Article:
How International American Football Can Gain More Traction With Americans

While the eyes of the nation have been glued to what we can only call a spectacular divisional round, thoughts turn to a potential Stafford Super Bowl shootout against Mahomes or Burrow, whilst there’s a lot of football being played elsewhere too. The American obsession with football can be sated almost year-round between pro, college and high school games. This may explain why overseas leagues like the CFL in Canada or the ELF, across 5 European countries haven’t gained huge traction here. However, we’ve never heard a football fan say they’re watching too many games. So there could be an opportunity for international leagues to certainly be accepted as part of the overall game.

Tell Players’ Stories

Everyone wants to know more about their favorite players and everyone loves a narrative. Our leagues thrive on it, from the Saints bringing joy back to Katrina-struck New Orleans through to Tampa Bay Brady vs Belichick. Many overseas players are former US college athletes, and the NFL proactively works with overseas teams in its International Player Pathway Program. Maybe not whole 30 For 30 pieces, but little shorts on social to get to know the talent out there. All fans would love to brag in the bar that they knew ‘that kid was gonna be good back when he was playing for Stuttgart’.

Get a Streaming Deal

European League of Football games generally kick off at 3pm CET on a Sunday – or 9am EST. It’s not hard to imagine that folks would tune in to see a competitive game prior to NFL Sunday starting. That could be through one of the many existing streaming platforms, some of which are dedicated to specialist coverage –’s coverage of high school sports springs to mind, or through a league’s own app, similar to the WWE or ATP Tour.

Make More of Merch

In other sports – notably soccer – team jerseys are frequently seen as fashion items and fans of the game are quite happy to wear sides from other leagues (not domestic rivals, it should be said) jerseys. There’s always excitement in soccer circles when some of the more elegant and outlandish Italian shirts drop – Genoa and AS Roma are always favorites. In football, the CFL boasts the Hamilton Tiger-Cats and the Saskatchewan Roughriders. The Finnish Vaahteraliiga gives us the Helsinki Roosters and Porvoo Butchers. The Eastern European Super League’s franchises include the Bryansk Robbers and Vladivostok Wild Pandas. Football hipsters are one thing, but would you wear a Wild Pandas jersey because…Wild Pandas? Absolutely you would.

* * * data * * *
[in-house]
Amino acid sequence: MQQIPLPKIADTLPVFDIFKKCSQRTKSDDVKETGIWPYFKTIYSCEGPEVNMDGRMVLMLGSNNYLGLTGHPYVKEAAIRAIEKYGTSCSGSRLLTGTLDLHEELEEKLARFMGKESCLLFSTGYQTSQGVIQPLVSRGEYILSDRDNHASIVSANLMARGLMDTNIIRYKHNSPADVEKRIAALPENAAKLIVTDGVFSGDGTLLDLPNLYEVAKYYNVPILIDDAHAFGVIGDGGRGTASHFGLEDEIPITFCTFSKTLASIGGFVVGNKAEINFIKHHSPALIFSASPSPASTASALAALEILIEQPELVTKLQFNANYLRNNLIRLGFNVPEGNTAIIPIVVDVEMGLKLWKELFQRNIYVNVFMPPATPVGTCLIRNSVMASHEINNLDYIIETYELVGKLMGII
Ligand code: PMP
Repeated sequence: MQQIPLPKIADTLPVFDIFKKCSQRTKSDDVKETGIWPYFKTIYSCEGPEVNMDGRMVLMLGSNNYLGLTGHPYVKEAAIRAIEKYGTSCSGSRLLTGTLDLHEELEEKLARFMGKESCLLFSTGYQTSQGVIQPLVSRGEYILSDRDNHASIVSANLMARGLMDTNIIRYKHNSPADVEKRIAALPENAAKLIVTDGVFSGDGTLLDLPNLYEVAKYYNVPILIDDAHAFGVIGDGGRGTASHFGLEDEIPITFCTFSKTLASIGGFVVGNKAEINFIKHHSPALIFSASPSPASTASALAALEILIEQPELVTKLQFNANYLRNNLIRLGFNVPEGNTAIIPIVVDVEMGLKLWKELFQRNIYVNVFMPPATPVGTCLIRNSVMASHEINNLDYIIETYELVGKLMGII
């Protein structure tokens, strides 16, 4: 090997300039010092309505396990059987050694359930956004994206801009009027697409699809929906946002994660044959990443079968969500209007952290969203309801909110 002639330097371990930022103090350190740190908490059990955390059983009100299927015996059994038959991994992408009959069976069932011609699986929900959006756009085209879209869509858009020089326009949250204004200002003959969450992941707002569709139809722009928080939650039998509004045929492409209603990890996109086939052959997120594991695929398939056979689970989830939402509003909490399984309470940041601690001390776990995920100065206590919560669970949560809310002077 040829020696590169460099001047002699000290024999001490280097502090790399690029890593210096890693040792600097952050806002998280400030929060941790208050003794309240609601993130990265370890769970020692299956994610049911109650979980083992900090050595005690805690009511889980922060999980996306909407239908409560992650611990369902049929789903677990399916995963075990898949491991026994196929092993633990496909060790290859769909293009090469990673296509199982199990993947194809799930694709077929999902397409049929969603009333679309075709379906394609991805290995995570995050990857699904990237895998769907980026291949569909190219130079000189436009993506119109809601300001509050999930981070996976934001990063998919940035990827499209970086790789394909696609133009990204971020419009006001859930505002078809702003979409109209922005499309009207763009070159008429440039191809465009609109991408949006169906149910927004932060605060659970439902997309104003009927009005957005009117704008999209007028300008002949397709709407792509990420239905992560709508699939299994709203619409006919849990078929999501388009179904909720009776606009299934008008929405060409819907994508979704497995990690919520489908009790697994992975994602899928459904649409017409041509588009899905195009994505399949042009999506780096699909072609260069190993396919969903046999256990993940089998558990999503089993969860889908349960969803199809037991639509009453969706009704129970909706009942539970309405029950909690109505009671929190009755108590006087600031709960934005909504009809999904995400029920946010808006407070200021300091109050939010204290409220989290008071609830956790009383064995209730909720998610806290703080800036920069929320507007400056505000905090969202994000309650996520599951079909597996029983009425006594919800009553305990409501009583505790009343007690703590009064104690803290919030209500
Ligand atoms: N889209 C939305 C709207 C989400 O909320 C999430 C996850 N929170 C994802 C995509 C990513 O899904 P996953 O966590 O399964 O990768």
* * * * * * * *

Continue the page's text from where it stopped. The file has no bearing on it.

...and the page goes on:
Fan Tokens

Fan tokens would be a great way of feeling invested in a specific overseas team – indeed, it’s almost what they’re designed for. Holders receive perks from the club whose tokens they have; things like access to exclusive merchandise and voting rights on club decisions. Already, a number of sports teams around the world have embraced fan tokens –– but the NFL has been slow to join in – a little surprising given their new found focus on international audiences with games being played in London and Mexico City. Only the Patriots thus far have launched a fan token scheme. The European soccer behemoths like Juventus, Barcelona and PSG – whose fanbases are global, rather than just city or even countrywide – were very quick to get in on the action as they provide those fans who won’t be able to attend matches easily a vehicle to be invested and connected to their club. Again, if you had the chance to vote whether a Wild Pandas jersey was a simple black and white affair, or actually featured a graphic of an angry panda – think back to the classic Toronto Raptors jersey with the dinosaur – that would be a vote to be in on.

Appeal to American Heritage

Geographically targeted ads could appeal to recent immigrants who’ve come to the US and learned to love the game, or descendants who’re proud of their lineage. The Wroclaw Panthers could drum up interest in the Polish stronghold of Chicago, likewise the Berlin Thunder or Frankfurt Galaxy in German-American communities in cities like Pittsburgh and Indianapolis. The fusion between the old country and the iconic American sport could prove quite attractive. In Chicago, it’d be appreciated simply to have a team that it’s OK to root for other than the Bears.

The NFL, as noted, has been proactive in promoting – to the point of physically taking – its product to other countries. With America’s love for football showing no signs of dimming, it could be an ideal time for foreign leagues to bring it back to where it started.

American Football International is your source for news and updates about American Football outside the United States!